Electrodiagnostic studies measure the electrical activity in your muscles and nerves. Results from these studies can determine whether there are any abnormalities or injuries to the affected nerve(s). Different types of electrodiagnostic studies, such as nerve conduction studies and electromyography tests, can provide information that can help identify why you have symptoms.

Nerve Biopsy

A nerve biopsy involves taking a small sample of nerve to look for abnormalities that could contribute to your symptoms.

Skin Biopsy

A skin biopsy takes a sample of the skin and smaller nerve endings to look for any abnormalities that could contribute to your symptoms.

Cerebrospinal Fluid Analysis

A sample of the fluid around your brain and spinal cord can be taken for further analysis. It may be able to help diagnose certain conditions related to your peripheral neuropathy, such as Guillain-Barré Syndrome.

Peripheral Neuropathy Treatment

Treatment for peripheral neuropathy will focus on controlling the relevant condition and managing the symptoms [3]. The GP will provide different therapies depending on the individual and the diagnosed condition. Below will be a list of treatments that may be offered.

Pain Medication

Medications can be provided to treat the underlying condition and manage symptoms like pain. Different options may be available, so your doctor may follow up with your medication progress.


Your GP may also recommend therapies to help you manage symptoms related to your peripheral neuropathy. For instance, physiotherapy may help restore muscle weakness associated with nerve damage. Additionally, they may help recommend aids to regain movements, such as crutches and frames. Other types of therapies include:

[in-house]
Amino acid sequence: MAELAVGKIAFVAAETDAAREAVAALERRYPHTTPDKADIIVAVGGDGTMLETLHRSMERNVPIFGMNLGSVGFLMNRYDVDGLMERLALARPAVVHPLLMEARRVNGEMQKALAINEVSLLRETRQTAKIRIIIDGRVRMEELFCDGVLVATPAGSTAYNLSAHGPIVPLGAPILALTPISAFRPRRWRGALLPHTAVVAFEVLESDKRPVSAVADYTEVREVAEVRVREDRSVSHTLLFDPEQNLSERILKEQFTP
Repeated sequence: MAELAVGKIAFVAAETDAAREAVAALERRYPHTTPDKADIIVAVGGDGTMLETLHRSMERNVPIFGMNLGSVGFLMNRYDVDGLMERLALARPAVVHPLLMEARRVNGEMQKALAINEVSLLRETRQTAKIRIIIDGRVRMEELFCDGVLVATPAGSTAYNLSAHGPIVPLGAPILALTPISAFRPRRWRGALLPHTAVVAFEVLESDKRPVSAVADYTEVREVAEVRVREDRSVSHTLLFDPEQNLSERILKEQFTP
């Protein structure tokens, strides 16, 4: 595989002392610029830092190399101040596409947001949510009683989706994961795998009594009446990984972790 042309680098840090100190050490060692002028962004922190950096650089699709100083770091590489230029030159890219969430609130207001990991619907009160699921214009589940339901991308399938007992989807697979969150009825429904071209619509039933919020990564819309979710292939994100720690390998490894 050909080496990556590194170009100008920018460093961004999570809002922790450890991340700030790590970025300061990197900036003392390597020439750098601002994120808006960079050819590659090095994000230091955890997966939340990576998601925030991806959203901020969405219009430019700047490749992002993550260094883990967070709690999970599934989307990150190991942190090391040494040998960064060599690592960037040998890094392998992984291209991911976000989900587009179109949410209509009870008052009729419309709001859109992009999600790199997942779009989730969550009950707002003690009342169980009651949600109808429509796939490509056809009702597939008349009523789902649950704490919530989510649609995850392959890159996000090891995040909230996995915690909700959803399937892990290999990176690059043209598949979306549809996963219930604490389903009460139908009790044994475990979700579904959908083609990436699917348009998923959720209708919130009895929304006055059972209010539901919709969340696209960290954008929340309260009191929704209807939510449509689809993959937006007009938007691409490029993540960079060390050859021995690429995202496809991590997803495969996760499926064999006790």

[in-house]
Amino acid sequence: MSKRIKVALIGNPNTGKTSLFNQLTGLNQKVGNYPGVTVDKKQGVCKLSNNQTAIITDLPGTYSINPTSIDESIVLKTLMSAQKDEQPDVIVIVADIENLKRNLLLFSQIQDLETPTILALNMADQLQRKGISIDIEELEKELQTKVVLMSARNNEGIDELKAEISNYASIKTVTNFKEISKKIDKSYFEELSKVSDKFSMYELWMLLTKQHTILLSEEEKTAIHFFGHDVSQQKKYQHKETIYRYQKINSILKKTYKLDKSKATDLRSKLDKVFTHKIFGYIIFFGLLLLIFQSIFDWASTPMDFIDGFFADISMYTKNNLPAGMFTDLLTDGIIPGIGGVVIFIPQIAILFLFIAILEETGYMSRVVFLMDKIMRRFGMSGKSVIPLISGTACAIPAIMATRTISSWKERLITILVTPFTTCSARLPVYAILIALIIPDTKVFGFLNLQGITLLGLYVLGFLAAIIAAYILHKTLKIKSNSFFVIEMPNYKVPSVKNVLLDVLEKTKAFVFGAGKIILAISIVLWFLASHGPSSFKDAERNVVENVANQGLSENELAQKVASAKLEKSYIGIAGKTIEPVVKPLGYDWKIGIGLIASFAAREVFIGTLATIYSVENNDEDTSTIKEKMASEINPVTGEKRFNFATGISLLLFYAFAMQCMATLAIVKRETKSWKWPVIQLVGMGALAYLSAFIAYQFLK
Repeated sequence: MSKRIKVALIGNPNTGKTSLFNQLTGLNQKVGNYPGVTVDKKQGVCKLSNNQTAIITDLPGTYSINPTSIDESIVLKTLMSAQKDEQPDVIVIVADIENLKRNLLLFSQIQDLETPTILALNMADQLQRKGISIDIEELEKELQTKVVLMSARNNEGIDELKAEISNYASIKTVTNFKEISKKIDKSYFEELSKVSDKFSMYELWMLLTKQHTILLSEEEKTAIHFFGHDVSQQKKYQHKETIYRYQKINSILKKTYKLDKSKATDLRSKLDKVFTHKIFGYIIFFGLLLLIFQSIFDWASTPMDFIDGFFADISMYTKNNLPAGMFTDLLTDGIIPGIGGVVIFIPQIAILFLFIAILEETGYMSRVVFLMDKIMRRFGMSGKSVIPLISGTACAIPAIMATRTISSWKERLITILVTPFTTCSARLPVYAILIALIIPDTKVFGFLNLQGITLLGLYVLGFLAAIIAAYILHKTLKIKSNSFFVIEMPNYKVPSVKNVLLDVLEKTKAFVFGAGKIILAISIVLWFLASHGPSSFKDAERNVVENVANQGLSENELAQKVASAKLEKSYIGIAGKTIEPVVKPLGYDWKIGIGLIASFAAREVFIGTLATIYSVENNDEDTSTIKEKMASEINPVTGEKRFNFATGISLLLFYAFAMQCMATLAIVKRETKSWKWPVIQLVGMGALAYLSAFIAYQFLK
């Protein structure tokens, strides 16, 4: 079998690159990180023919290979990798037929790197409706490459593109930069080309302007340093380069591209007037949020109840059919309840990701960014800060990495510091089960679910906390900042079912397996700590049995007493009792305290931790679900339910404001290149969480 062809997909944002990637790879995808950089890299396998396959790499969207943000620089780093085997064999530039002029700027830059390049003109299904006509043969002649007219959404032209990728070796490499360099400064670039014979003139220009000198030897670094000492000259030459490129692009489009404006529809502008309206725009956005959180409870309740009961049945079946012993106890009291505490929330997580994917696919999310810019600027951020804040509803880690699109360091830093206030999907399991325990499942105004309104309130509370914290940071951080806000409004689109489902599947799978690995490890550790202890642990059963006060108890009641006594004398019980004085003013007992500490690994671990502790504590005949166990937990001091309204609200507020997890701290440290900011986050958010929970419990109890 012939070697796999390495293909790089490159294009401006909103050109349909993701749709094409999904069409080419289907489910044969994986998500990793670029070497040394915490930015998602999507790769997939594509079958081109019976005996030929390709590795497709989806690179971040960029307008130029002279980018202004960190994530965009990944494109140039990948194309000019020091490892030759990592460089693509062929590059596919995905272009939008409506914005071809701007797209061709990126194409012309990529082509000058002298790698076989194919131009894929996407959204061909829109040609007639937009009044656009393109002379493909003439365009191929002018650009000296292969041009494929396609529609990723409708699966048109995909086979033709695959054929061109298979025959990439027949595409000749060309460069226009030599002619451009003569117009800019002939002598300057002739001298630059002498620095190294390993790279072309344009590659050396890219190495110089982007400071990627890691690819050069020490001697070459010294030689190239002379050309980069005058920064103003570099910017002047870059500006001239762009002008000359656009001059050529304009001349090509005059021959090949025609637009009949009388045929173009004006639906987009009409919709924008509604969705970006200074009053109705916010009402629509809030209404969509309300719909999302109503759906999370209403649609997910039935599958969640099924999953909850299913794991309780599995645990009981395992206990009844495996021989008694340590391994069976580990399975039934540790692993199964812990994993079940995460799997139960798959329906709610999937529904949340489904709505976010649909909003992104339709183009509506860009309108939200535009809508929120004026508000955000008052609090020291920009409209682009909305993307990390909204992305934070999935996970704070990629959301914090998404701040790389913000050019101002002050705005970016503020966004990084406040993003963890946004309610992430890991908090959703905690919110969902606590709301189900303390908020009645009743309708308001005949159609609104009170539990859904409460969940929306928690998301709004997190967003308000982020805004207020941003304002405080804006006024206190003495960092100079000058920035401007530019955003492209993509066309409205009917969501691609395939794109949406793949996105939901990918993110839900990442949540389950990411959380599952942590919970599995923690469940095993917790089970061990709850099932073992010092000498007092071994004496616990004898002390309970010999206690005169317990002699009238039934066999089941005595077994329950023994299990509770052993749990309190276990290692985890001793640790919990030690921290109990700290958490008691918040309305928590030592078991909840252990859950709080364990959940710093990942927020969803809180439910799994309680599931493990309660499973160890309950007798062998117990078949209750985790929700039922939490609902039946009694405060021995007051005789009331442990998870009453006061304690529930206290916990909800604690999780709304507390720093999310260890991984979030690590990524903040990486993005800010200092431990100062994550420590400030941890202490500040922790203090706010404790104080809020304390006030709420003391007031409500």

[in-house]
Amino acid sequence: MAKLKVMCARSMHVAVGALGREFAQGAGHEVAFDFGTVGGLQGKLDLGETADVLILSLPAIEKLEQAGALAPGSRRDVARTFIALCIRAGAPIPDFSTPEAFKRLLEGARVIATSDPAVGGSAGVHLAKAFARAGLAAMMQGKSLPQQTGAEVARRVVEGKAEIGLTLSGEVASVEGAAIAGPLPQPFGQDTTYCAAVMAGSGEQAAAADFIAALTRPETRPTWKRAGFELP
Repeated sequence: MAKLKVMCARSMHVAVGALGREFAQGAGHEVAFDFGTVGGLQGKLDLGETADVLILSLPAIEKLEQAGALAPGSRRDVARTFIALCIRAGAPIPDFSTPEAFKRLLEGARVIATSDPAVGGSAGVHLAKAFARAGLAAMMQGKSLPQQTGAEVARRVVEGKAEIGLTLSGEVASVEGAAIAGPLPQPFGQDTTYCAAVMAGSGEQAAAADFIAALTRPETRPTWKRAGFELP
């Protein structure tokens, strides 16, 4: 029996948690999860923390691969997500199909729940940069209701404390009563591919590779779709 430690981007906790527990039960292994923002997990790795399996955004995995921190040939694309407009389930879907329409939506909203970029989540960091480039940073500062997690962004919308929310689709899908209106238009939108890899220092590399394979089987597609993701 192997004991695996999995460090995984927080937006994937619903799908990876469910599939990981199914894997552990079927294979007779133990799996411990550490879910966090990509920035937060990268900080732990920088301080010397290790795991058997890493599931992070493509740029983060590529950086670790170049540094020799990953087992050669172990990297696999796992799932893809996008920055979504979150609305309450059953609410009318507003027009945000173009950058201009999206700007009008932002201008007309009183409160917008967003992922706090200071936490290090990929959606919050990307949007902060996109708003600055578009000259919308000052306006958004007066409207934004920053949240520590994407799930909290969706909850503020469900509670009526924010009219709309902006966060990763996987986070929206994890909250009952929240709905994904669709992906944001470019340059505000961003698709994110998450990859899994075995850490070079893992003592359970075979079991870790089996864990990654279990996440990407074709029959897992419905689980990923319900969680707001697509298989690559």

• Plasma exchange
  • Alternative medicines
  • Massage
  • Meditation

Lifestyle Strategies

Healthy lifestyle practices can help the body preserve its health and physical function. There are also peripheral neuropathy conditions that can be successfully treated through specific healthy habits. For instance, regular exercise and reducing sugar intake can help prevent neuropathic pain in those with type 2 diabetes. Other examples include:
  • Quit smoking
  • Reducing alcohol consumption
  • Regular physical activity
  • Eating healthily
  • Managing your stress

Medical Specialists

Depending on the condition responsible for your peripheral neuropathy, your doctor may refer you to a medical specialist. They may be able to work with your GP to provide a more specialised assessment and treatment. Examples of medical specialists include:
  • Neurologists
  • Neurosurgeons
  • Immunologists
  • Orthopaedic specialists
  • Endocrinologists



Recovery from peripheral neuropathy will vary depending on your condition and general health. Some conditions, such as disc herniations, will recover over time as the injury begins to heal. However, more chronic conditions, such as autoimmune disorders, have no cure. Although, treatment can be provided to help control symptoms.


If left untreated, symptoms from peripheral neuropathy can worsen. This can impact your capacity to perform routine day-to-day tasks, such as working, exercising or even walking. Below is a list of complications that can occur if your peripheral neuropathy is left unchecked:
  • Worsening pain
  • Muscle weakness
  • Muscle loss
  • Reduce sensation
  • Worsening pins and needles
  • Loss of fitness
  • Foot ulcers and gangrene (especially in the case of diabetic neuropathy)

Receiving quality care from highly experienced doctors is essential for a prompt diagnosis and receiving the correct medical treatment. With 24-7 MedCare, you can experience telemedicine from the convenience of your own home. Our friendly online doctors will be available 24/7 for a consultation, anytime and anywhere in Australia.

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  2. Perrin, B. M., Allen, P., Gardner, M. J., Chappell, A., Phillips, B., Massey, C., ... & Skinner, T. C. (2019). The foot-health of people with diabetes in regional and rural Australia: baseline results from an observational cohort study. Journal of foot and ankle research, 12(1), 1-9.